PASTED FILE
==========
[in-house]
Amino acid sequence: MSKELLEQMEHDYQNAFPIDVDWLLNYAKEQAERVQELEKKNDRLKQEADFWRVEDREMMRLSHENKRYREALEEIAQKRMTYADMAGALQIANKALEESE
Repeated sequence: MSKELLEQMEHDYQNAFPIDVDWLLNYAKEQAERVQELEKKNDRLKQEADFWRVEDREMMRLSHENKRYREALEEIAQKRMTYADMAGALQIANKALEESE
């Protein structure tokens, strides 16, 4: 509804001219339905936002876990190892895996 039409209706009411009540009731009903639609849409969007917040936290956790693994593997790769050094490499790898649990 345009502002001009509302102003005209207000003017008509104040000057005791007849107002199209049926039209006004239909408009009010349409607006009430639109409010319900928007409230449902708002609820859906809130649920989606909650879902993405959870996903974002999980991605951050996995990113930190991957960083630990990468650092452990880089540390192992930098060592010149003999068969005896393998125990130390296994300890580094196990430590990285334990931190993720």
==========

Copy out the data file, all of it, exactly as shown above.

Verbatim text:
[in-house]
Amino acid sequence: MSKELLEQMEHDYQNAFPIDVDWLLNYAKEQAERVQELEKKNDRLKQEADFWRVEDREMMRLSHENKRYREALEEIAQKRMTYADMAGALQIANKALEESE
Repeated sequence: MSKELLEQMEHDYQNAFPIDVDWLLNYAKEQAERVQELEKKNDRLKQEADFWRVEDREMMRLSHENKRYREALEEIAQKRMTYADMAGALQIANKALEESE
């Protein structure tokens, strides 16, 4: 509804001219339905936002876990190892895996 039409209706009411009540009731009903639609849409969007917040936290956790693994593997790769050094490499790898649990 345009502002001009509302102003005209207000003017008509104040000057005791007849107002199209049926039209006004239909408009009010349409607006009430639109409010319900928007409230449902708002609820859906809130649920989606909650879902993405959870996903974002999980991605951050996995990113930190991957960083630990990468650092452990880089540390192992930098060592010149003999068969005896393998125990130390296994300890580094196990430590990285334990931190993720």